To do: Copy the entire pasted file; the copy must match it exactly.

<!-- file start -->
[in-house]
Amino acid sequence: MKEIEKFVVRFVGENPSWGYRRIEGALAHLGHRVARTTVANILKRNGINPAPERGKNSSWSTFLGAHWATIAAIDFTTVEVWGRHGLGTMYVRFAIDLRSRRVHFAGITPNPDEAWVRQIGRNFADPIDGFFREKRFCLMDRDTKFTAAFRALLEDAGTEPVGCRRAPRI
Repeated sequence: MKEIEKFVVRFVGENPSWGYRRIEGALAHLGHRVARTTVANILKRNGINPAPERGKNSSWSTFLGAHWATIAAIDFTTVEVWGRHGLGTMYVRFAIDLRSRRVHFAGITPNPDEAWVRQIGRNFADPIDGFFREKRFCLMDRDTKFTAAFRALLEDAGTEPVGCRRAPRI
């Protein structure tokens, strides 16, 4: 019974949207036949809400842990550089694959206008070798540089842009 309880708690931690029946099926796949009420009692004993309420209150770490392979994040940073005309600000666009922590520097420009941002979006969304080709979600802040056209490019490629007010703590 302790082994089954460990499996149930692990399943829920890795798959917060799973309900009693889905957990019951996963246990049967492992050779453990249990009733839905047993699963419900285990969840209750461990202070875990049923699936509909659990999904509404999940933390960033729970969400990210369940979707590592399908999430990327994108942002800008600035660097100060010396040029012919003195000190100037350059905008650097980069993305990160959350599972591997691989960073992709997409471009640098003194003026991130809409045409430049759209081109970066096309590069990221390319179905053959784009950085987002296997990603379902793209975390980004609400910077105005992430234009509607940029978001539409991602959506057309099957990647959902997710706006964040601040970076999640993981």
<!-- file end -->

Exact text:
[in-house]
Amino acid sequence: MKEIEKFVVRFVGENPSWGYRRIEGALAHLGHRVARTTVANILKRNGINPAPERGKNSSWSTFLGAHWATIAAIDFTTVEVWGRHGLGTMYVRFAIDLRSRRVHFAGITPNPDEAWVRQIGRNFADPIDGFFREKRFCLMDRDTKFTAAFRALLEDAGTEPVGCRRAPRI
Repeated sequence: MKEIEKFVVRFVGENPSWGYRRIEGALAHLGHRVARTTVANILKRNGINPAPERGKNSSWSTFLGAHWATIAAIDFTTVEVWGRHGLGTMYVRFAIDLRSRRVHFAGITPNPDEAWVRQIGRNFADPIDGFFREKRFCLMDRDTKFTAAFRALLEDAGTEPVGCRRAPRI
């Protein structure tokens, strides 16, 4: 019974949207036949809400842990550089694959206008070798540089842009 309880708690931690029946099926796949009420009692004993309420209150770490392979994040940073005309600000666009922590520097420009941002979006969304080709979600802040056209490019490629007010703590 302790082994089954460990499996149930692990399943829920890795798959917060799973309900009693889905957990019951996963246990049967492992050779453990249990009733839905047993699963419900285990969840209750461990202070875990049923699936509909659990999904509404999940933390960033729970969400990210369940979707590592399908999430990327994108942002800008600035660097100060010396040029012919003195000190100037350059905008650097980069993305990160959350599972591997691989960073992709997409471009640098003194003026991130809409045409430049759209081109970066096309590069990221390319179905053959784009950085987002296997990603379902793209975390980004609400910077105005992430234009509607940029978001539409991602959506057309099957990647959902997710706006964040601040970076999640993981």